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The Paris Hilton effect.


The Paris Hilton effect.

brennon williams

When you read the name “Paris Hilton” just now, did you think immediately of the socialite or the city of Paris; possibly the hotel was a connection into the city?

Your answer will be based on whichever has had the most impact on you. Have you heard more about Conrad’s great granddaughter (good or bad) which enabled you to form an opinion? Perhaps you’re a traveller and you have internally formed a stronger association to the name Hilton (of hotels) and or the location of Paris to logically derive your thought.

So what exactly is the Paris Hilton effect?

It occurs when a collection of words are used together, which without context, can cause referential ambiguity in a cognitive structure.

Yes that sounds altogether too complicated. So in simple terms, the COG gets confused, just like you and me.

This happens quite often in human communications and is for the most part not recognized at the point of occurrence. We give off little signals in our body language to suggest we need more details (more context), or sometimes we overtly state that we don’t understand.

Another example is if I said “Where is the Armadillo?”

Without context, you may assume that I am looking for quite possibly the weirdest pet in the world, or another alternative could be that there is a restaurant down the road, named "The Armadillo".

As you will see in the rest of this post, the challenges are stacked. Resolving an understanding and disambiguation of a sentence can have additional road blocks, that make this more than a problem that can be figured out with pure linguistic analysis.

As an aside, I named this effect after Paris Hilton, as I didn’t think “The Armadillo Effect” had the same ring to it?


Allow me to create two new questions and assume your answers. Read the questions out allowed to yourself.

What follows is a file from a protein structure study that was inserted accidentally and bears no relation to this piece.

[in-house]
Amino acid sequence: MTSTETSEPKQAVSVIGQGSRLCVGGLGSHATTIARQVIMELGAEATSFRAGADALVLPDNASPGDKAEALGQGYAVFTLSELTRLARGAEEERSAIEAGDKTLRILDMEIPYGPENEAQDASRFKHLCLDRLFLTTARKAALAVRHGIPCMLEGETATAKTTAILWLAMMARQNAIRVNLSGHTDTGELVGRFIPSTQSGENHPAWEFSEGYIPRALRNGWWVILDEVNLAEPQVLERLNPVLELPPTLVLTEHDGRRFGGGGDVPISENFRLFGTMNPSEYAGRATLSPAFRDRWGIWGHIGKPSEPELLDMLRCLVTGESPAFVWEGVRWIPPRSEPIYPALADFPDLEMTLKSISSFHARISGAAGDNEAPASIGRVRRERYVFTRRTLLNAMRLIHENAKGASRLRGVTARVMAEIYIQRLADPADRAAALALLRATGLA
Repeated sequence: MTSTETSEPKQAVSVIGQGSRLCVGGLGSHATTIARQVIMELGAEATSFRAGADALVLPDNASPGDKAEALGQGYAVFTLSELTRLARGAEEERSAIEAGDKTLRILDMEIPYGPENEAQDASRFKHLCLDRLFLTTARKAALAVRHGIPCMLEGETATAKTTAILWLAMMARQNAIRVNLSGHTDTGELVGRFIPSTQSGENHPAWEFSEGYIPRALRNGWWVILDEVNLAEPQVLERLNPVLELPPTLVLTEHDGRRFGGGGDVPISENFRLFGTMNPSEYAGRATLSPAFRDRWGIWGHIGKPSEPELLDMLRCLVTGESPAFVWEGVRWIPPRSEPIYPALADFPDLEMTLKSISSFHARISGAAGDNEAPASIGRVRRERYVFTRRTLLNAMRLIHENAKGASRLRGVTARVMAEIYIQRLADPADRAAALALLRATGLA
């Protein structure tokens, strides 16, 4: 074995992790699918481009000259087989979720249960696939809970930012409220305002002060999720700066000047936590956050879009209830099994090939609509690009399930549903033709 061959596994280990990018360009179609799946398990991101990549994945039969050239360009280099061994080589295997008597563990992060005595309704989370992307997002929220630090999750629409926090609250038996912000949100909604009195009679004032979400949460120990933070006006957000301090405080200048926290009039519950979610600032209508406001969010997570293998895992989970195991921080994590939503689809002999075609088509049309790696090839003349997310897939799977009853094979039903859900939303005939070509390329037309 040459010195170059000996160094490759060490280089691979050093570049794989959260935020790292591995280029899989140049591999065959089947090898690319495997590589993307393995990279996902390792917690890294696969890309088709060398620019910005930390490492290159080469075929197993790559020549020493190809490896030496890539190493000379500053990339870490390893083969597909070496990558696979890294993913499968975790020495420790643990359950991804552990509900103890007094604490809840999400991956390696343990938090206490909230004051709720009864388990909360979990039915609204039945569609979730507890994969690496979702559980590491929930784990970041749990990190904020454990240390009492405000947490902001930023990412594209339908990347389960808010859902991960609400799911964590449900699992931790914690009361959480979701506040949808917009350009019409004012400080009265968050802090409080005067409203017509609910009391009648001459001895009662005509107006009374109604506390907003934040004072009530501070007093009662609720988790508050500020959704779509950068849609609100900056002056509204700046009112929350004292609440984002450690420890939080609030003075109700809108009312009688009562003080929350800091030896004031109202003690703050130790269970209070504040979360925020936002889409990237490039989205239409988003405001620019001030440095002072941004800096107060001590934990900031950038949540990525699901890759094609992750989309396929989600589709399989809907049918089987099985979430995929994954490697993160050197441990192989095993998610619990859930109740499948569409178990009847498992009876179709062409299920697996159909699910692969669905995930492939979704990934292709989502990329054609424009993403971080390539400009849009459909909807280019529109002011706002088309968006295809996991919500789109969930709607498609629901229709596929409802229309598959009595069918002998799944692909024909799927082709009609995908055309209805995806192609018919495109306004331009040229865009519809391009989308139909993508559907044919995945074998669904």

Q1: How old is Paris Hilton?

I am assuming here that you’re considering me to be asking about the person, regardless of if you know the name or not. You could ask the same question again with an entirely made up name and you will almost always certainly consider the subject matter to be that of a person (or living thing).

Q2. How old is the Paris Hilton?

I am assuming here that in your mind, I am asking about a building or specifically the Hilton hotel in Paris. This is a little trickier. You almost always have to have some version of the object in your mind to relate this to. “Paris” (and probably the image of the Eiffel tower) may just be enough in this scenario.


It’s a simple change that creates a complex difference in logical reasoning.

Structured NLP.

NLP is short for Natural Language Processing. In the field of AI, you could consider this to be “how we work with human language”. Not entirely to do with the meaning of words, but more precisely to do with the understanding of the structure of language and linguistic concepts.

Below you will see the structural breakdown in linguistic terms of both these questions which does a good job at showing just what effect the “the” has in the sentence.

Identifying Determinative (DT) tokens in an NLP sentence structure